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Interaction Hypothesis in SLA | TESL Issues

Interaction Hypothesis

Interaction Hypothesis

Long’s Interaction Hypothesis, especially the updated version, claims that learners do need to pay conscious attention to form in order to benefit from negotiated interaction.

The origins of Long’s Interaction Hypothesis lies partly in Hatch’s work on discourse analysis and L2 acquisition and partly in Krashen’s Input Hypothesis. Hatch (1978, p. 404) claims, “one learns how to do conversations, one learns how to interact verbally, and out of this interaction syntactic structures are developed”.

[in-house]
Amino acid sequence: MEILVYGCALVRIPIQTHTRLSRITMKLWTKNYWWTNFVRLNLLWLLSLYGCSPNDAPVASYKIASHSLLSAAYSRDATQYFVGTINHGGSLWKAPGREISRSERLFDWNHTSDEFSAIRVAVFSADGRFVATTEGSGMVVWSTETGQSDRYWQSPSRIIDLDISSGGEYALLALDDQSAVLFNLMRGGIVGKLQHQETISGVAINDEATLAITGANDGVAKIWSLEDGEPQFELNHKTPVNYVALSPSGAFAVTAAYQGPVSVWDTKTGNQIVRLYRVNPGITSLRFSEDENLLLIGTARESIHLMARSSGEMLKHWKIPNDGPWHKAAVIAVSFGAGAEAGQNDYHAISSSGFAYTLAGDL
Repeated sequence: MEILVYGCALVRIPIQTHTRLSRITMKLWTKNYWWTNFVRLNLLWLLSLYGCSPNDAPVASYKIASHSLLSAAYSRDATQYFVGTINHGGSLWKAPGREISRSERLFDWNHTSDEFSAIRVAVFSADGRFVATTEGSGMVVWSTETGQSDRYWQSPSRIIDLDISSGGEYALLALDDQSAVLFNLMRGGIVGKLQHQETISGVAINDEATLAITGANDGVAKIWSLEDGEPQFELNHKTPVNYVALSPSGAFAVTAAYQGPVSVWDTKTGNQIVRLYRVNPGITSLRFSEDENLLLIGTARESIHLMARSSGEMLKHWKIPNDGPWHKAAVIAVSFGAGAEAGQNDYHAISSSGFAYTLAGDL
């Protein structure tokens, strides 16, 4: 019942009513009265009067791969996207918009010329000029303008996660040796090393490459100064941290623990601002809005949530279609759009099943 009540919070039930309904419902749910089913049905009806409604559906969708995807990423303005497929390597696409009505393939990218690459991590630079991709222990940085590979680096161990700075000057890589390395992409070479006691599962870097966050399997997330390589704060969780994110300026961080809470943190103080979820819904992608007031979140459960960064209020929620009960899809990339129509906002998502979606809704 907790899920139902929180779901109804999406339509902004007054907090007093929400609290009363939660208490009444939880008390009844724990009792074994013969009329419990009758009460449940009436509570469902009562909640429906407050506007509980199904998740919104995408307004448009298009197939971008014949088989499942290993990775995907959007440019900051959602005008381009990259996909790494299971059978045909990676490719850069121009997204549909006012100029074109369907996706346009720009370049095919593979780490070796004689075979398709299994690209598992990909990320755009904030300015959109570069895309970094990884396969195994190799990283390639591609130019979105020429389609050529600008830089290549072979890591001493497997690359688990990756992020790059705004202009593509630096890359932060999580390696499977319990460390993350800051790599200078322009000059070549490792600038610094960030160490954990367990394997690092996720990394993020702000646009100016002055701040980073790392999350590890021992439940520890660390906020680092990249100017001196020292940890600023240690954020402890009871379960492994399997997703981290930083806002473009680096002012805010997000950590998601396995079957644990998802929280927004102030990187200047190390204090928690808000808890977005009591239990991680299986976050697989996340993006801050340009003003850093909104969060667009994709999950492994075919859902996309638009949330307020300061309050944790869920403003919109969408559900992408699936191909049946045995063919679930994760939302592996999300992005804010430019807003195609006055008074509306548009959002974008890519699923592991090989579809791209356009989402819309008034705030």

Long and other IH researchers have been careful to emphasize that interaction involving meaning negotiation only facilitates acquisition; it does not cause acquisition to take place. Modified interaction can only “set the scene for potential learning” (Gass, Mackey & Pica, 1998, p. 304). Furthermore, as Pica (1996) pointed out, the IH does not claim that meaning negotiation is the only type of interaction in which the conditions that foster learning arise; “uninterrupted communication” (i.e. communication where there is no problem of understanding) can also contribute to acquisition.

Long’s Interaction Hypothesis is divided into two parts: